Having enough omega-3 fatty acids in your body is an important step in achieving and maintaining optimal health. Studies have confirmed that people who maintain high enough levels of omega-3s have markedly reduced rates of heart attack and stroke, and may reap additional benefits, such as the prevention, or management of depression, cancer, osteoporosis, bowel disorders, arthritis, diabetes, age-related macular degeneration, candidiasis, eczema, psoriasis, poor memory, and other debilitating health issues.

At A Glance

  • Omega-3 fatty acids are a ‘good’ dietary fat required by the body for life
  • There are different sources of omega-3s — fish oil tends to deliver the most readily available and significant kinds and amounts
  • Omega-3s have shown to be cardioprotective, helpful for mood, anti-cancer, anti-inflammatory, and good for many systems of the body
  • It’s important to bring the omega-3 to omega-6 ratio into balance. Supplementation of omega-3s is a good way to do this
  • Not all omega-3 fish oil supplements are equally good for you. It’s vital to select one that is filtered to have impurities and toxins removed.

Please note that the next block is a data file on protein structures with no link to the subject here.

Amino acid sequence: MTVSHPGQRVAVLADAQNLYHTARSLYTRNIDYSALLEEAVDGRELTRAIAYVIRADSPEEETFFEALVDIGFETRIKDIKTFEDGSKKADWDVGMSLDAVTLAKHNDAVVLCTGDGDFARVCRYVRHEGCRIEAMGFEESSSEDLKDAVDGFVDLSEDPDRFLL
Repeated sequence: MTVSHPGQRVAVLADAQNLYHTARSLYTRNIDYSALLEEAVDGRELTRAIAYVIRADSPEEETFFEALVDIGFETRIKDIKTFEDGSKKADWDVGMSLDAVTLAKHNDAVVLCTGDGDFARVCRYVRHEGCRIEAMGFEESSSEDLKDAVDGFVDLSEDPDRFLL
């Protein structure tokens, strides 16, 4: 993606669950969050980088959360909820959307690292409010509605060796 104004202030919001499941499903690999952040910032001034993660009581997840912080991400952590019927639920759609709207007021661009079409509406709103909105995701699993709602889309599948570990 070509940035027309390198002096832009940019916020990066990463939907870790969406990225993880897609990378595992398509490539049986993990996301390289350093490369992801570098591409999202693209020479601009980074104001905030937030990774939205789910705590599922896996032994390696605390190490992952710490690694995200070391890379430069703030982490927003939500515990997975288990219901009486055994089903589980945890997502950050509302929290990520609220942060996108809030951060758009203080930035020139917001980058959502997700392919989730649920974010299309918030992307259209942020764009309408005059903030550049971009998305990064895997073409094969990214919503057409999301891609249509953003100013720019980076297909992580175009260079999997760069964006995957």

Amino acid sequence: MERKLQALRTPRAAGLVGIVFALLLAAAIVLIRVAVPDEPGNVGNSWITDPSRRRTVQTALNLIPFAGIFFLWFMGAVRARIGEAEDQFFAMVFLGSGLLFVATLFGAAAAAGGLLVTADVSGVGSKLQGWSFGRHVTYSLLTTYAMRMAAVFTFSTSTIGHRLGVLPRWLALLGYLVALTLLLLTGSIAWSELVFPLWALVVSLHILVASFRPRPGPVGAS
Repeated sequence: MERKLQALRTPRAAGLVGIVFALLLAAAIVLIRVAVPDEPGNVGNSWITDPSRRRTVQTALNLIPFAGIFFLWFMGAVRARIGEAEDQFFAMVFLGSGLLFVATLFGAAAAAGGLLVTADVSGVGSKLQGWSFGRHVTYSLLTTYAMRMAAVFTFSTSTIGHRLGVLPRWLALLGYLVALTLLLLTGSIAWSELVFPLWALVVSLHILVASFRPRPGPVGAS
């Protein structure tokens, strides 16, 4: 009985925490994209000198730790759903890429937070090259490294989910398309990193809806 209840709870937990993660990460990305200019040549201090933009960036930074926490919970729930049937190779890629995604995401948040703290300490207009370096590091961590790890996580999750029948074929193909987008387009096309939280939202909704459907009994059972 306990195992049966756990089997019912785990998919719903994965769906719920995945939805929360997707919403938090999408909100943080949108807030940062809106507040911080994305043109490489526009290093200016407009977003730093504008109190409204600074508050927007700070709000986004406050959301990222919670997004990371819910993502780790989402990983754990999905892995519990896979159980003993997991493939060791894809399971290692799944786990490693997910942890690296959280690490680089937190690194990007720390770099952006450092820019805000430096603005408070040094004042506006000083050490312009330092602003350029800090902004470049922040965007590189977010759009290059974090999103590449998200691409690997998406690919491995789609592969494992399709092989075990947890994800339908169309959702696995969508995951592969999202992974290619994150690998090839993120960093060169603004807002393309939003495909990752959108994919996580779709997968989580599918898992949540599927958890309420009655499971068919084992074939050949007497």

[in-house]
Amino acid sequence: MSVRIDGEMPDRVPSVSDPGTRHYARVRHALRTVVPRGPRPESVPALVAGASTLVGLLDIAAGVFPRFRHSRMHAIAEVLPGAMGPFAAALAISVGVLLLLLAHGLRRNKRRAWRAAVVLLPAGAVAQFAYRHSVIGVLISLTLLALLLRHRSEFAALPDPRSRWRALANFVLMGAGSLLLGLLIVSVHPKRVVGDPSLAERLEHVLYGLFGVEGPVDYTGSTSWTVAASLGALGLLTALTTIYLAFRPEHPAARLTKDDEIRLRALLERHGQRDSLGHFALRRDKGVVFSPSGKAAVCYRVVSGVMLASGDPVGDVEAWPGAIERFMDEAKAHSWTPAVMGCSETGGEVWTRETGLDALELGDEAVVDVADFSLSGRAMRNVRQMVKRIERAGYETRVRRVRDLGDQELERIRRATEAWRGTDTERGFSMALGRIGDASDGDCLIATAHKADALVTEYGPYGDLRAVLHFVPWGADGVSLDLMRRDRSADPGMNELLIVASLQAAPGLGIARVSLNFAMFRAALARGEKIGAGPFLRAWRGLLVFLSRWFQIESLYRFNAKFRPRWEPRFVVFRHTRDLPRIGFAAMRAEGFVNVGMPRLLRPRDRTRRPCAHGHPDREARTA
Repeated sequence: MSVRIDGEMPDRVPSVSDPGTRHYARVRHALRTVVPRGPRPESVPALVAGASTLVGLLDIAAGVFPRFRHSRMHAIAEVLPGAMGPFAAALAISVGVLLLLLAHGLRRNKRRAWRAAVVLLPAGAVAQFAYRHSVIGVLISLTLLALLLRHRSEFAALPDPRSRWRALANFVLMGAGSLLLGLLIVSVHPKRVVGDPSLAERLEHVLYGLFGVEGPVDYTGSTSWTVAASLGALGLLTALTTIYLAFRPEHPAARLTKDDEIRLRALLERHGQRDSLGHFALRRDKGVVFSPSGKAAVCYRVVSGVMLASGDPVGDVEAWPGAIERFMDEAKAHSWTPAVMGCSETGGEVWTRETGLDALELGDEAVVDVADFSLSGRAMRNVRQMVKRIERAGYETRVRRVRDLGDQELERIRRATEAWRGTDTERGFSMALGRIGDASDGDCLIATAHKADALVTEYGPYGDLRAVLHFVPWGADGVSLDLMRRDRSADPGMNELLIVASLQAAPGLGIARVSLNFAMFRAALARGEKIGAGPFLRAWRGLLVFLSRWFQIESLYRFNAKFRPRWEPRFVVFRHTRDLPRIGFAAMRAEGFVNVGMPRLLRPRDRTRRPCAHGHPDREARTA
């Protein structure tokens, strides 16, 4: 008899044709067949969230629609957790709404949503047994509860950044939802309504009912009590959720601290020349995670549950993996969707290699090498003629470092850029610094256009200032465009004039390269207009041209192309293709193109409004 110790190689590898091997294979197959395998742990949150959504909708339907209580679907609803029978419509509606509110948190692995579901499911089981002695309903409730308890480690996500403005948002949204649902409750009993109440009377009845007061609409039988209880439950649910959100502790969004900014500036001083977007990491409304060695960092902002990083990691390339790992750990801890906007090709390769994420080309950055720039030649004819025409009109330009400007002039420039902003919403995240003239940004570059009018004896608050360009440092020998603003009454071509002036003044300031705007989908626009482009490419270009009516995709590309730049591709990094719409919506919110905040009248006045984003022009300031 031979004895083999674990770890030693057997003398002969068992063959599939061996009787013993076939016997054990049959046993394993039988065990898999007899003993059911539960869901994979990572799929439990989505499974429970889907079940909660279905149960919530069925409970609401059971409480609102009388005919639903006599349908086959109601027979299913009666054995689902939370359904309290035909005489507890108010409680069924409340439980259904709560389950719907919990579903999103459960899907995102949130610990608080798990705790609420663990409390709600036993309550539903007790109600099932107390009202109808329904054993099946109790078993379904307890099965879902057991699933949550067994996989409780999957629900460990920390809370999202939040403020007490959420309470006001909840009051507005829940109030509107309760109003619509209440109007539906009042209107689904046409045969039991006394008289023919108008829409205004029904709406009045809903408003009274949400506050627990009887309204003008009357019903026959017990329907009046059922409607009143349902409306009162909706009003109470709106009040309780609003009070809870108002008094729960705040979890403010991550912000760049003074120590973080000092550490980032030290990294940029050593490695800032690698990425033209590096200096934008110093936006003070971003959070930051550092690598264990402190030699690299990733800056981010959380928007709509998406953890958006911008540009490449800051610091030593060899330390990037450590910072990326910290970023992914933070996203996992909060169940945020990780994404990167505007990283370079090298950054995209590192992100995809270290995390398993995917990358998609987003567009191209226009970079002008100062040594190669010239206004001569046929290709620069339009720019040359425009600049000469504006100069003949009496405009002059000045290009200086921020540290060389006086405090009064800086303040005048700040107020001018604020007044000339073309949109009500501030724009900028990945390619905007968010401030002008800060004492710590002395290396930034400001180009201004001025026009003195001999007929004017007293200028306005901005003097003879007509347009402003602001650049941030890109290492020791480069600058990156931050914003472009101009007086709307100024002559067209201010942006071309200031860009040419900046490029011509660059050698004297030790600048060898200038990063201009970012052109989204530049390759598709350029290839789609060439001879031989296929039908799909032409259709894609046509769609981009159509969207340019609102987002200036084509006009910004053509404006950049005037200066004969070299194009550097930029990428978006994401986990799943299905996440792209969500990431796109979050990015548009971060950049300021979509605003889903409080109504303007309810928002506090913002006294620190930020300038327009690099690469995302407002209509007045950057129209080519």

Taking 1,000-10,000mg of omega-3 per day can have powerful health-enhancing effects; consult a trained natural physician, or nutritional consultant, for individualised recommendations.

Omega-3 Foods

Fish/fish oils, soybeans, walnuts, flaxseed, chia seed, kiwis, grass-fed beef and dairy, olive oil, leafy green vegetables

Omega-6 Foods

Most fried foods, bread, most processed foods, grain-fed beef and dairy, chicken, eggs, most vegetables oils, cereals.

Along with the omega-3s, there are also omega-6s, which are required for human life, as well. It’s much easier to get omega-6s than it is omega-3s, and some diets — such as the standard American diet — are quite rich in omega-6s and poor in omega-3s. Unfortunately, an imbalance of omega-6s and omega-3s can result in a host of health problems and chronic diseases, such as heart disease, hypertension, diabetes, obesity, premature aging, and also some forms of cancer.